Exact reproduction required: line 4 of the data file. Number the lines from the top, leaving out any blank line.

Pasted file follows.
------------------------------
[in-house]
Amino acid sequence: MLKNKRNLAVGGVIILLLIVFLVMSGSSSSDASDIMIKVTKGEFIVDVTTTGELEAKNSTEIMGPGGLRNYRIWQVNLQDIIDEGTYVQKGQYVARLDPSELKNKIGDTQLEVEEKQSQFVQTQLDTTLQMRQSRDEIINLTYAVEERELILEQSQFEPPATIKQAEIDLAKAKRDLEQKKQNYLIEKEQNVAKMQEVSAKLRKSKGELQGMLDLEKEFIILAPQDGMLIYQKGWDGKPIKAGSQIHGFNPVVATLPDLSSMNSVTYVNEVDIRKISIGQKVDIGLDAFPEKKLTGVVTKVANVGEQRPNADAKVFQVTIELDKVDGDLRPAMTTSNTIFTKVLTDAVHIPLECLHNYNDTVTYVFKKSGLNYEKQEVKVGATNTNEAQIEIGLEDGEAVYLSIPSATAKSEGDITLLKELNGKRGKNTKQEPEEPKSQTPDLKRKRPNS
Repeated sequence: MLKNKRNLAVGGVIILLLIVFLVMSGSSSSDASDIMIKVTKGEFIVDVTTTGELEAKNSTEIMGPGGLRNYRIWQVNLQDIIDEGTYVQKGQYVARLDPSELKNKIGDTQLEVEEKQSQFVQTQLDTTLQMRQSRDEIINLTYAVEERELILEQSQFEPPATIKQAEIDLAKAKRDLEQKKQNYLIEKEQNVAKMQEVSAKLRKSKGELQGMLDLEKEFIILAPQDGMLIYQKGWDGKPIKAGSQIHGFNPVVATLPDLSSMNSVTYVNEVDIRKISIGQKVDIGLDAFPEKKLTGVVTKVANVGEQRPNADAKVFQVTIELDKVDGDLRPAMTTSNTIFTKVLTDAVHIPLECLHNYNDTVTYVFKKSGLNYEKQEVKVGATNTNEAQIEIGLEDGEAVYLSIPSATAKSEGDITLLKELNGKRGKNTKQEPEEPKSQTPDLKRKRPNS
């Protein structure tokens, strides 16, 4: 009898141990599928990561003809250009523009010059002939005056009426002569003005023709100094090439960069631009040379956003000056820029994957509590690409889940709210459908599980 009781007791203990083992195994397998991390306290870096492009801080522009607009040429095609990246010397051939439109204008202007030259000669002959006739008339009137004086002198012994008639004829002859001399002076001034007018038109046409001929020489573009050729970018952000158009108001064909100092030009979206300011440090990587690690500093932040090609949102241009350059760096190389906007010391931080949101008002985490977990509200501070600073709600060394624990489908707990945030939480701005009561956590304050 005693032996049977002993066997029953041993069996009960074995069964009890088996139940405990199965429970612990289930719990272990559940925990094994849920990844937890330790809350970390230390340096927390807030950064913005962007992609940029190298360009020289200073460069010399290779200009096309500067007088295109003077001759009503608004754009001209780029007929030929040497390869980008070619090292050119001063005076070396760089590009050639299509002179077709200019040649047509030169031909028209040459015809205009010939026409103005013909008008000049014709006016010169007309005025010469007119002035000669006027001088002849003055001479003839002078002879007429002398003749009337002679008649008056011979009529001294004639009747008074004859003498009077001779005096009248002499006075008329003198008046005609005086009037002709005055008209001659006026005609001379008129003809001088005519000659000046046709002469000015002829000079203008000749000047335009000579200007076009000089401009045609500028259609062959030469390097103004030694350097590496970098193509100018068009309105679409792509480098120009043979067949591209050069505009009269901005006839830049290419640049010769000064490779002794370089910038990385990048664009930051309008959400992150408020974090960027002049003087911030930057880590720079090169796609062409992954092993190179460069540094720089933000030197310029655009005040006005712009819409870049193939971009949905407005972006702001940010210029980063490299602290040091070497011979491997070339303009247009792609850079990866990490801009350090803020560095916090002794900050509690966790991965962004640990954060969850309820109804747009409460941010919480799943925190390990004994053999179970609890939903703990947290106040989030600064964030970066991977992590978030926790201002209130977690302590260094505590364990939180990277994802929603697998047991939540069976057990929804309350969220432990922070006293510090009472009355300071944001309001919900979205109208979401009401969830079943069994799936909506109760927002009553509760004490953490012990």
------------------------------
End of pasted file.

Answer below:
């Protein structure tokens, strides 16, 4: 009898141990599928990561003809250009523009010059002939005056009426002569003005023709100094090439960069631009040379956003000056820029994957509590690409889940709210459908599980 009781007791203990083992195994397998991390306290870096492009801080522009607009040429095609990246010397051939439109204008202007030259000669002959006739008339009137004086002198012994008639004829002859001399002076001034007018038109046409001929020489573009050729970018952000158009108001064909100092030009979206300011440090990587690690500093932040090609949102241009350059760096190389906007010391931080949101008002985490977990509200501070600073709600060394624990489908707990945030939480701005009561956590304050 005693032996049977002993066997029953041993069996009960074995069964009890088996139940405990199965429970612990289930719990272990559940925990094994849920990844937890330790809350970390230390340096927390807030950064913005962007992609940029190298360009020289200073460069010399290779200009096309500067007088295109003077001759009503608004754009001209780029007929030929040497390869980008070619090292050119001063005076070396760089590009050639299509002179077709200019040649047509030169031909028209040459015809205009010939026409103005013909008008000049014709006016010169007309005025010469007119002035000669006027001088002849003055001479003839002078002879007429002398003749009337002679008649008056011979009529001294004639009747008074004859003498009077001779005096009248002499006075008329003198008046005609005086009037002709005055008209001659006026005609001379008129003809001088005519000659000046046709002469000015002829000079203008000749000047335009000579200007076009000089401009045609500028259609062959030469390097103004030694350097590496970098193509100018068009309105679409792509480098120009043979067949591209050069505009009269901005006839830049290419640049010769000064490779002794370089910038990385990048664009930051309008959400992150408020974090960027002049003087911030930057880590720079090169796609062409992954092993190179460069540094720089933000030197310029655009005040006005712009819409870049193939971009949905407005972006702001940010210029980063490299602290040091070497011979491997070339303009247009792609850079990866990490801009350090803020560095916090002794900050509690966790991965962004640990954060969850309820109804747009409460941010919480799943925190390990004994053999179970609890939903703990947290106040989030600064964030970066991977992590978030926790201002209130977690302590260094505590364990939180990277994802929603697998047991939540069976057990929804309350969220432990922070006293510090009472009355300071944001309001919900979205109208979401009401969830079943069994799936909506109760927002009553509760004490953490012990």